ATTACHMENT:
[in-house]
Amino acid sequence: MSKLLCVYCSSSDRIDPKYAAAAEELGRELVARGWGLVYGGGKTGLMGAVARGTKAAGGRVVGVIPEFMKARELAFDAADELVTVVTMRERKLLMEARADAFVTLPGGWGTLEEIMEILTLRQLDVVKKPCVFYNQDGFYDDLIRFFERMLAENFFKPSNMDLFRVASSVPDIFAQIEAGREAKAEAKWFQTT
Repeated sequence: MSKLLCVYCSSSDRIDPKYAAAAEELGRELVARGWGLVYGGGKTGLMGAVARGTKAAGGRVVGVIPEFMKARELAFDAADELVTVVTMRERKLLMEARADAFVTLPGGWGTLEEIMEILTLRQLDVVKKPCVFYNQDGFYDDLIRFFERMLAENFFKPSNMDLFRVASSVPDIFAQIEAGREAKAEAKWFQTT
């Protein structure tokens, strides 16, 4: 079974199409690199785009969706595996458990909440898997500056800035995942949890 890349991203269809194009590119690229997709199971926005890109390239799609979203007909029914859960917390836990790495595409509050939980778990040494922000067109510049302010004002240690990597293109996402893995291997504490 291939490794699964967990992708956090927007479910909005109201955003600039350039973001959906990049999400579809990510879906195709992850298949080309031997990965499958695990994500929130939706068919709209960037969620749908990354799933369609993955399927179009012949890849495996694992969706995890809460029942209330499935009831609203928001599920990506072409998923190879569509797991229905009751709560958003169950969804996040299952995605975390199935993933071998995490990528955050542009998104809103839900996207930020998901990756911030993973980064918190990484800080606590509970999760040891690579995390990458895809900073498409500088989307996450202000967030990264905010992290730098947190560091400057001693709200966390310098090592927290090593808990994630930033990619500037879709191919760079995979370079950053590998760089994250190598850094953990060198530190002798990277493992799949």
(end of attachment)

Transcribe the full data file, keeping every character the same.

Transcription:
[in-house]
Amino acid sequence: MSKLLCVYCSSSDRIDPKYAAAAEELGRELVARGWGLVYGGGKTGLMGAVARGTKAAGGRVVGVIPEFMKARELAFDAADELVTVVTMRERKLLMEARADAFVTLPGGWGTLEEIMEILTLRQLDVVKKPCVFYNQDGFYDDLIRFFERMLAENFFKPSNMDLFRVASSVPDIFAQIEAGREAKAEAKWFQTT
Repeated sequence: MSKLLCVYCSSSDRIDPKYAAAAEELGRELVARGWGLVYGGGKTGLMGAVARGTKAAGGRVVGVIPEFMKARELAFDAADELVTVVTMRERKLLMEARADAFVTLPGGWGTLEEIMEILTLRQLDVVKKPCVFYNQDGFYDDLIRFFERMLAENFFKPSNMDLFRVASSVPDIFAQIEAGREAKAEAKWFQTT
């Protein structure tokens, strides 16, 4: 079974199409690199785009969706595996458990909440898997500056800035995942949890 890349991203269809194009590119690229997709199971926005890109390239799609979203007909029914859960917390836990790495595409509050939980778990040494922000067109510049302010004002240690990597293109996402893995291997504490 291939490794699964967990992708956090927007479910909005109201955003600039350039973001959906990049999400579809990510879906195709992850298949080309031997990965499958695990994500929130939706068919709209960037969620749908990354799933369609993955399927179009012949890849495996694992969706995890809460029942209330499935009831609203928001599920990506072409998923190879569509797991229905009751709560958003169950969804996040299952995605975390199935993933071998995490990528955050542009998104809103839900996207930020998901990756911030993973980064918190990484800080606590509970999760040891690579995390990458895809900073498409500088989307996450202000967030990264905010992290730098947190560091400057001693709200966390310098090592927290090593808990994630930033990619500037879709191919760079995979370079950053590998760089994250190598850094953990060198530190002798990277493992799949």